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Japan Intervenes in Foreign Exchange to Curb Yen's Slide

Facts

  • In its first foreign exchange intervention in roughly 11 years, on Thursday, the Japanese government and its Bank of Japan (BOJ) began selling US dollars to boost the yen. The yen had fallen to its lowest value in 24 years.[1]
  • Following this move, PM Fumio Kishida asserted in a speech at the New York Stock Exchange that further interventions are likely in case speculation causes "any excessive volatility."[2]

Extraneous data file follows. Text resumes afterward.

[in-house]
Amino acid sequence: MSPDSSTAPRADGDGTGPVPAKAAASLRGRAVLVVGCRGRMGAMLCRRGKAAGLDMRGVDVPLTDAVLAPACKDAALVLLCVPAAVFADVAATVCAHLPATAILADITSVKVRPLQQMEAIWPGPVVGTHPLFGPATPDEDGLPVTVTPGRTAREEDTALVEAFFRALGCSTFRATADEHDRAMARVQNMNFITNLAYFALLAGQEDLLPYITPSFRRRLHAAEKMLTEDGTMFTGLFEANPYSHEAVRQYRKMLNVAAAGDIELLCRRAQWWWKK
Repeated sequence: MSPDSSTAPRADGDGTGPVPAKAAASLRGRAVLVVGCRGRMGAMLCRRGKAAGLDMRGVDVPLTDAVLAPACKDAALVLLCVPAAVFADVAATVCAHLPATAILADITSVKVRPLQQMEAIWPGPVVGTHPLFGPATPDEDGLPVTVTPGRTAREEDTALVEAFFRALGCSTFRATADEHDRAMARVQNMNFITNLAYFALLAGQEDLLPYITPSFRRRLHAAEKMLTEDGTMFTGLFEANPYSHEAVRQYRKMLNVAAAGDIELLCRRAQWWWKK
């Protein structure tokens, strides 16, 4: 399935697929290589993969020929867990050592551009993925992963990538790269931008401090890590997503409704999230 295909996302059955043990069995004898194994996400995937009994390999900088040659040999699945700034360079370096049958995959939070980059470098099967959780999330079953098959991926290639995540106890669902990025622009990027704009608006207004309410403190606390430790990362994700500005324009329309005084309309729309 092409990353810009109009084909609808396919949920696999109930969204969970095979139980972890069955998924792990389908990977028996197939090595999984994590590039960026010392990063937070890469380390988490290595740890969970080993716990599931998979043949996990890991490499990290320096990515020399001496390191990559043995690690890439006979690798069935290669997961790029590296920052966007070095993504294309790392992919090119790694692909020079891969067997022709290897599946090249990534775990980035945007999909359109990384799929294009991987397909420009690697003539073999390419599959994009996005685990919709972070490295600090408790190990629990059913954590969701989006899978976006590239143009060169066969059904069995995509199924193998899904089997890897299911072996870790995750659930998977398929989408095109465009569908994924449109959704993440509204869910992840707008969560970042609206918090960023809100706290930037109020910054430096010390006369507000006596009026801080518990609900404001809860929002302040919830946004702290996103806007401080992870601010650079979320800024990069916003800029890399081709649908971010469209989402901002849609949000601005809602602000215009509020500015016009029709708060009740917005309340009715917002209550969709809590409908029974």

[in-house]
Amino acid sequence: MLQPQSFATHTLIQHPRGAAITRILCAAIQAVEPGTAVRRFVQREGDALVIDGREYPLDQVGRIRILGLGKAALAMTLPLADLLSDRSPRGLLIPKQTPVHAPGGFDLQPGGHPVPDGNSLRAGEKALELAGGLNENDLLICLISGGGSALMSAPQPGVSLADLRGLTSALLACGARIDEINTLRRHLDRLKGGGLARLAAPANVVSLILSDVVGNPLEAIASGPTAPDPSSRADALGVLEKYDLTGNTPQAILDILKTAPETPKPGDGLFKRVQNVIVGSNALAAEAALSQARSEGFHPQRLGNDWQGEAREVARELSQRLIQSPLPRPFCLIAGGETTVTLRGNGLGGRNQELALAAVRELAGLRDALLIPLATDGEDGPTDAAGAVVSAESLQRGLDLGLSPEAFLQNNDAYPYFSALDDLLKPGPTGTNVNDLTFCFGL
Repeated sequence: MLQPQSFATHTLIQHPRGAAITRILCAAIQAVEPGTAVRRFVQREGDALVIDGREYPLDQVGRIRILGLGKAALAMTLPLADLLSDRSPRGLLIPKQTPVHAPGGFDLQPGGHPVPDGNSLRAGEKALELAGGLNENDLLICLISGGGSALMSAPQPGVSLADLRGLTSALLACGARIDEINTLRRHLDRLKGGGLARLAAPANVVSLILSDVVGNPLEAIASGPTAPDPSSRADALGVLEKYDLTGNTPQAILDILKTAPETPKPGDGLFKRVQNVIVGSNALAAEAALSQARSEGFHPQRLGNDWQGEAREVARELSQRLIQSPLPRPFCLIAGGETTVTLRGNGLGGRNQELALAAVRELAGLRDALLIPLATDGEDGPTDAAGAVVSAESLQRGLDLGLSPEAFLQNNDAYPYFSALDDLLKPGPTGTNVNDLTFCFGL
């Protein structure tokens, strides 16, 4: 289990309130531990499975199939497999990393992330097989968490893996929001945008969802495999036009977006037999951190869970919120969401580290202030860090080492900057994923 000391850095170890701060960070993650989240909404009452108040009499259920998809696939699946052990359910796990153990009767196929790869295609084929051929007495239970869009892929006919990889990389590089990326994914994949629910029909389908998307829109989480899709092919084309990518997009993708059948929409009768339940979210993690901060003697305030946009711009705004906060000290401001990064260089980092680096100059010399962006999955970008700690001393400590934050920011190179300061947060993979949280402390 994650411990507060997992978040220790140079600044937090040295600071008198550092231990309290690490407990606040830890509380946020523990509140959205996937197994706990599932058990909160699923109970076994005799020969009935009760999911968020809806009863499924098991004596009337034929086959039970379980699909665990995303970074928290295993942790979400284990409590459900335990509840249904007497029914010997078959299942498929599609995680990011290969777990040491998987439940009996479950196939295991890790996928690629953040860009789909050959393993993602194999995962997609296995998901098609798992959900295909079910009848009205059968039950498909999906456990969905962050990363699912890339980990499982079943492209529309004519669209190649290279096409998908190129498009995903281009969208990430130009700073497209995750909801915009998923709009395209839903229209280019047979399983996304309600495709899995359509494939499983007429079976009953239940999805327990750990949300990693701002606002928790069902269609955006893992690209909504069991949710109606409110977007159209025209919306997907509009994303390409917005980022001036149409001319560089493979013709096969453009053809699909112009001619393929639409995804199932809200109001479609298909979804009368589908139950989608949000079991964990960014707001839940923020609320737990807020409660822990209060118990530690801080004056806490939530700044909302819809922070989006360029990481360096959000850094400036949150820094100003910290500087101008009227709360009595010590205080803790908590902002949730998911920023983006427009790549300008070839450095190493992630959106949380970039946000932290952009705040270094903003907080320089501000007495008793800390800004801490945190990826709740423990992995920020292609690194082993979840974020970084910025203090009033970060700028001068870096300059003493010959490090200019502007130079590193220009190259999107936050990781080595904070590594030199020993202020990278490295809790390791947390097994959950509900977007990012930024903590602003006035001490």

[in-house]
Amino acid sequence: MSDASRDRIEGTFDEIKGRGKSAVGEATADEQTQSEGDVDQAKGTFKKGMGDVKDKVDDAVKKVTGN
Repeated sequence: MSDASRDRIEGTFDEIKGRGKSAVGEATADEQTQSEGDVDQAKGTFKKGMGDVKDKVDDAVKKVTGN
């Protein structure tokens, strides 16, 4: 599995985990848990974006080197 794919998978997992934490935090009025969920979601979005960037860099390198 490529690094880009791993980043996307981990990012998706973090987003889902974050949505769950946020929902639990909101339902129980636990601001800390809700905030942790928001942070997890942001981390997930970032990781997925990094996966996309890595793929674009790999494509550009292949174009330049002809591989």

Sources

Spin

Pro-establishment narrative

This surprise and rare market intervention is a much-needed response from the Kishida administration. This will help to tackle rising import costs, which have been damaging Japan's economy. The government has been actively weighing options to reduce volatility and is carefully walking a fine line to achieve the best results.

Establishment-critical narrative

Selling dollars isn't enough to restore the yen's value. The impacts of this intervention will be limited as Japan won't be able to keep intervening for much longer. To deliver a solution to its weakening currency, the Bank of Japan must follow the example of the Fed and many other central banks and raise rates.

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